As seductive as certain perspectives of international law may appear to those who disagree with the outcome of the interpretative exercise conducted by this Court in the contempt judgment, sight must not be lost of the proper place of international law, especially in respect of an application for rescission. The approach that my Brother adopts may be apposite in the context of an appeal, where a court is enjoined to consider whether the court a quo erred in its interpretation of the law. Although it should be clear by now, I shall repeat it once more: this is not an appeal, for this Court’s orders are not appealable. I am deeply concerned that seeking to rely on articles of the ICCPR as a basis for rescission constitutes nothing more than sophistry.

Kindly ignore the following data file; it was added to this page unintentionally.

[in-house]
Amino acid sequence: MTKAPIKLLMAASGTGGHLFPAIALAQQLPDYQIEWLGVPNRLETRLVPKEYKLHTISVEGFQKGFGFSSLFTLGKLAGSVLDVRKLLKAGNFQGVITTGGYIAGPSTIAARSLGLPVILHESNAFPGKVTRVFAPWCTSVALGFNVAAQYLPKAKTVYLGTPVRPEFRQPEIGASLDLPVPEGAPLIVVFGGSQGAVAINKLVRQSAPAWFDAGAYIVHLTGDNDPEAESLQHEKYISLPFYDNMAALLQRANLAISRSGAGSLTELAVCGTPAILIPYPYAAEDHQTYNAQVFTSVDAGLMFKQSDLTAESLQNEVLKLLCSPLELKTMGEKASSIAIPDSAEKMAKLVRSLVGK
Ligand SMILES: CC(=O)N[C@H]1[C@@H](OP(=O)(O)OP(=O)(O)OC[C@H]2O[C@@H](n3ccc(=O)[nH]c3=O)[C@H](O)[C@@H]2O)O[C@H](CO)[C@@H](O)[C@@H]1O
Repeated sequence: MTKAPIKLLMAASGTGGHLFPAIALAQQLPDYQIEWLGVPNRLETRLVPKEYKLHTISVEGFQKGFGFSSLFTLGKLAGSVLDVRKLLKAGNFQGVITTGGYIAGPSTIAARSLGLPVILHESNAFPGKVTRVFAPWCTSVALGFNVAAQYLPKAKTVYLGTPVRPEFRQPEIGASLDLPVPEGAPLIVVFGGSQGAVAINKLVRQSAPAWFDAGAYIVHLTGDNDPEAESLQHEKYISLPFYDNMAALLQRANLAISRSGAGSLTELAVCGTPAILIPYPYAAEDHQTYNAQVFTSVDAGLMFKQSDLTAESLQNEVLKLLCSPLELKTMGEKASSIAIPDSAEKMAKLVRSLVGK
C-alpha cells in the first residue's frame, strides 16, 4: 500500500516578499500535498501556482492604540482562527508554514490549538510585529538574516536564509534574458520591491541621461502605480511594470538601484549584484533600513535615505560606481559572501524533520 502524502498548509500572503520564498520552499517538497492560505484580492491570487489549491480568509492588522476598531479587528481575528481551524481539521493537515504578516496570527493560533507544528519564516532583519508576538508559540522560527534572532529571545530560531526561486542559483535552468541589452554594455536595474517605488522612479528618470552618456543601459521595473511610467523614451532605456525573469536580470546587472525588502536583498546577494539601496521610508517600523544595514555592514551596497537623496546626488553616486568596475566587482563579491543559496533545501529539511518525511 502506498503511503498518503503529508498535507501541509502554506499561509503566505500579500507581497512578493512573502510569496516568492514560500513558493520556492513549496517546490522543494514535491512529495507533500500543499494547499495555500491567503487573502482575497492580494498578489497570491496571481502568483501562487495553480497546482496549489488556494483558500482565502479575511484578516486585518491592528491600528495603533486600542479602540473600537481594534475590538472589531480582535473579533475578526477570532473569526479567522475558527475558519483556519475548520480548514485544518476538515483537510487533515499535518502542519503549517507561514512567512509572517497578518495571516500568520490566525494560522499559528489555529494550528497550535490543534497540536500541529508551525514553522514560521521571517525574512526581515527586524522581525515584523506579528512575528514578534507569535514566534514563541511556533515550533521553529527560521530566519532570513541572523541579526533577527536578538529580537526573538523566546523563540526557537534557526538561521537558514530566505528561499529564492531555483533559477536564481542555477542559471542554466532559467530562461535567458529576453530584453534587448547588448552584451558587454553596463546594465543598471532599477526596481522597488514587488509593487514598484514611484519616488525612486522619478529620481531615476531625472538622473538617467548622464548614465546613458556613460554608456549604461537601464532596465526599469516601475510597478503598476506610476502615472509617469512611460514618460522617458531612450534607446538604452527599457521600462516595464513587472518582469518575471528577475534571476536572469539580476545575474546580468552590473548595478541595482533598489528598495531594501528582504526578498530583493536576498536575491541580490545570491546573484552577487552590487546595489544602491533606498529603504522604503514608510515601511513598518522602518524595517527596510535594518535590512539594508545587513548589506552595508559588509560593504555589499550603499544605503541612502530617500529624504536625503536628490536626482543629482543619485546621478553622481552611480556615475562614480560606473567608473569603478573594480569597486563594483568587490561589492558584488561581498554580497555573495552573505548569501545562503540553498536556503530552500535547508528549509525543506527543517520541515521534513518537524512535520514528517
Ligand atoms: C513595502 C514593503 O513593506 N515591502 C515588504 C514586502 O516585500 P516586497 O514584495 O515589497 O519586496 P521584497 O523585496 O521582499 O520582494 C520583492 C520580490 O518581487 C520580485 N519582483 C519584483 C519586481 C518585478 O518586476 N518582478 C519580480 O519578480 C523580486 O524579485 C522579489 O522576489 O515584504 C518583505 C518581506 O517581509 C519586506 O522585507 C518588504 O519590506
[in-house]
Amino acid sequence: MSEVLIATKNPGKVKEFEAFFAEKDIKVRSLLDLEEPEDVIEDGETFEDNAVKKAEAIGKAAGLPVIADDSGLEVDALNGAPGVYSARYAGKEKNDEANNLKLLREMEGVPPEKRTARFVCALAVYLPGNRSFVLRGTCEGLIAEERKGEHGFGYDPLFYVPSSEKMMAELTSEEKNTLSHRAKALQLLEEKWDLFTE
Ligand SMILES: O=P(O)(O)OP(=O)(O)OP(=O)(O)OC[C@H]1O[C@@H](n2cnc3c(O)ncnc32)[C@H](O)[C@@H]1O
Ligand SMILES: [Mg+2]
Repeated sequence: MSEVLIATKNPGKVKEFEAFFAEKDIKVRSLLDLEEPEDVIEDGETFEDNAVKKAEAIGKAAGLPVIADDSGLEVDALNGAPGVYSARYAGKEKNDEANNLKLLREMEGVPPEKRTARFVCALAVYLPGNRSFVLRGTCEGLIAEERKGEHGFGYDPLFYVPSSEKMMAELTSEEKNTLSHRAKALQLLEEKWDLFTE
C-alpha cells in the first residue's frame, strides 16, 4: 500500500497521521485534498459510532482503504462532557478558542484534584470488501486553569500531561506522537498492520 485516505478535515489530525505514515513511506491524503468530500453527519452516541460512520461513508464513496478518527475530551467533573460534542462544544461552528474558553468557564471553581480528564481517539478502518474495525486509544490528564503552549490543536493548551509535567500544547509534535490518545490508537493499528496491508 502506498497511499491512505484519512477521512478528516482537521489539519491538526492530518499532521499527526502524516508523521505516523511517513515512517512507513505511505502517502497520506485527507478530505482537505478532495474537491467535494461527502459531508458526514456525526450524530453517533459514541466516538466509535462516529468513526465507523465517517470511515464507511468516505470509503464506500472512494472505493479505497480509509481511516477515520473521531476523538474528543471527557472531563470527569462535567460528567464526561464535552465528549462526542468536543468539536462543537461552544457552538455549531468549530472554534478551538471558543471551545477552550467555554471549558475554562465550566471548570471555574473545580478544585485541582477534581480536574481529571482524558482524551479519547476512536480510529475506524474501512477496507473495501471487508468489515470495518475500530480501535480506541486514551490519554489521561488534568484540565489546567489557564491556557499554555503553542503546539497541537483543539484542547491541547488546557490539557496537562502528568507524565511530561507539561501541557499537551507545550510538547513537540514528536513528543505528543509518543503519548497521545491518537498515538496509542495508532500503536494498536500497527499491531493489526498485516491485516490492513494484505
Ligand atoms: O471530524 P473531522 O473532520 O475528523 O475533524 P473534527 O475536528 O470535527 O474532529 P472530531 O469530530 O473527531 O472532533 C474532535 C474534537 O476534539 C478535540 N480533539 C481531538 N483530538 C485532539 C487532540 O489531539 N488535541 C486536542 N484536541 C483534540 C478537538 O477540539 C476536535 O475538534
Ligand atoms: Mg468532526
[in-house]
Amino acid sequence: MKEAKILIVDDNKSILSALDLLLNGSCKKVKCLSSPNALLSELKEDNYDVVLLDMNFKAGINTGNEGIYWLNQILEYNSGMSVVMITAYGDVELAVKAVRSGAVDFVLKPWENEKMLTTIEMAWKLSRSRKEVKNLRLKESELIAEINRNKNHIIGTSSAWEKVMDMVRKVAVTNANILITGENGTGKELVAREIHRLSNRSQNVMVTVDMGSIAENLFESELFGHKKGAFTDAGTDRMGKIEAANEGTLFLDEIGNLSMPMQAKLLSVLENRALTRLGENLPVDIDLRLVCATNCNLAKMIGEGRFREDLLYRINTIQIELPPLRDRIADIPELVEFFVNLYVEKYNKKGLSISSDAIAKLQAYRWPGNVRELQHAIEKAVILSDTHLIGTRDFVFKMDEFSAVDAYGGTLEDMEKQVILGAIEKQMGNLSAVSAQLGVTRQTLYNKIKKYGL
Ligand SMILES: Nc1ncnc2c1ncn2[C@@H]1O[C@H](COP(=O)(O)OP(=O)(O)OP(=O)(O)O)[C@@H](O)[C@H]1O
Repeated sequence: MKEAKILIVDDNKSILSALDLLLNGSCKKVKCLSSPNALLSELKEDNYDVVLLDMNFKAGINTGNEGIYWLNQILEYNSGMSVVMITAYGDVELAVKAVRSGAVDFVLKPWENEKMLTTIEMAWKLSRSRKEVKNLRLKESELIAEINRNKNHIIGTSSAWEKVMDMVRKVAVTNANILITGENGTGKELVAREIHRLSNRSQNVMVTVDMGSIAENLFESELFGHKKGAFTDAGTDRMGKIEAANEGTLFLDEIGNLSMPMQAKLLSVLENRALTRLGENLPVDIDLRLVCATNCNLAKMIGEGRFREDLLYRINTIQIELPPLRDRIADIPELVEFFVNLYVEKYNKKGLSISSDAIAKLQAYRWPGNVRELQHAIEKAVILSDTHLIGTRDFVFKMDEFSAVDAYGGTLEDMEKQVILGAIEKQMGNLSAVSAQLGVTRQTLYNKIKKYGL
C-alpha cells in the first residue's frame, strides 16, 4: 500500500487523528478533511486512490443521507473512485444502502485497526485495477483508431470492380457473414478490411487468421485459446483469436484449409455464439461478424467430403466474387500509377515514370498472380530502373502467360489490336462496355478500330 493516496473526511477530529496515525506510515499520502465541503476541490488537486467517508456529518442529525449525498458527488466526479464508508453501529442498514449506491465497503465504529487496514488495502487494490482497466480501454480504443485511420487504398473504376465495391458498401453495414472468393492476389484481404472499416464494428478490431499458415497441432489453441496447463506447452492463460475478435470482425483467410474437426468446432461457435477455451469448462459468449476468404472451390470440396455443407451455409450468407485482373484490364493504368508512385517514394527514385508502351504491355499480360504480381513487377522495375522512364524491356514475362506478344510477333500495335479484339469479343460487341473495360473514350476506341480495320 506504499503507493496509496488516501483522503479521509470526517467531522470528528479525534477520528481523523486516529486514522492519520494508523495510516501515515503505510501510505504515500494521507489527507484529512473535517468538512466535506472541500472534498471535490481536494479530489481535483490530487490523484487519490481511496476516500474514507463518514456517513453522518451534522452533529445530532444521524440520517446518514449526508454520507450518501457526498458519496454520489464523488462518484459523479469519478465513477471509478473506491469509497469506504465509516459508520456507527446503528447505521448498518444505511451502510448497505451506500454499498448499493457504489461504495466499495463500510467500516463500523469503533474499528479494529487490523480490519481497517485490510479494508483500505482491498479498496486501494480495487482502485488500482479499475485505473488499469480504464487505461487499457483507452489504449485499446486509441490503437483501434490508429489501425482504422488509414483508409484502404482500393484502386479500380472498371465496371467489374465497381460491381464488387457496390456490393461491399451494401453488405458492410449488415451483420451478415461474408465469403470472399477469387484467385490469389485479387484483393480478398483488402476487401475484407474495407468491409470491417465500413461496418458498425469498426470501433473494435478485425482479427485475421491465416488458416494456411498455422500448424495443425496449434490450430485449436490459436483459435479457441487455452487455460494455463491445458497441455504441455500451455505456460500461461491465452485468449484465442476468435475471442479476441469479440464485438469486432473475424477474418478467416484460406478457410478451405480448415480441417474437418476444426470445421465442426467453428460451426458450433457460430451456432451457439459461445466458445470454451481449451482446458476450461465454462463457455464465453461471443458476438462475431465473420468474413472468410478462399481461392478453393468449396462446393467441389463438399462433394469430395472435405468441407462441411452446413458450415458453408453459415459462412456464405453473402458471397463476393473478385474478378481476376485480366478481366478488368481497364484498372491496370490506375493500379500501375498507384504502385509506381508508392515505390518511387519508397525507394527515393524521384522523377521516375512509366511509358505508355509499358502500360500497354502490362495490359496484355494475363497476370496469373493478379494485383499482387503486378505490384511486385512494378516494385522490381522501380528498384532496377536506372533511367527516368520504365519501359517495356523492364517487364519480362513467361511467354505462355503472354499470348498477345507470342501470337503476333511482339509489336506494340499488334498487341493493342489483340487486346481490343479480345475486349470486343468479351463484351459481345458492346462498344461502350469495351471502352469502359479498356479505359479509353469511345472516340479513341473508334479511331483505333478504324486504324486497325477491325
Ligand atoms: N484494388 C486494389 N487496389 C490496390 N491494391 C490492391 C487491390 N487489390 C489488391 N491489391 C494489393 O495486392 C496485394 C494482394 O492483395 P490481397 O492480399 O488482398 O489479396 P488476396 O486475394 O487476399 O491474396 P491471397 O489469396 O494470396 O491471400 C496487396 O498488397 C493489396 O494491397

[T]here is no part of society in which people don’t look towards some sort of magic to strengthen themselves against the vicissitudes of life. Middle class people are, for instance, often fanatically wedded to all kinds of belief in magic ranging from prosperity cults organised, oddly enough, in the name of a Palestinian carpenter who scorned wealth to various kinds of quackery, the fantasy that the possession of commodities can miraculously transform us at the level of our essential being and actual belief in concepts as entirely divorced from reality as the fiction that we inhabit an ongoing ‘national democratic revolution’, that there could be a ‘Zuma moment’ to match the ‘Lula moment’ or that ‘the free market’ could liberate us all. – Richard Pithouse at SACSISBACK TO TOP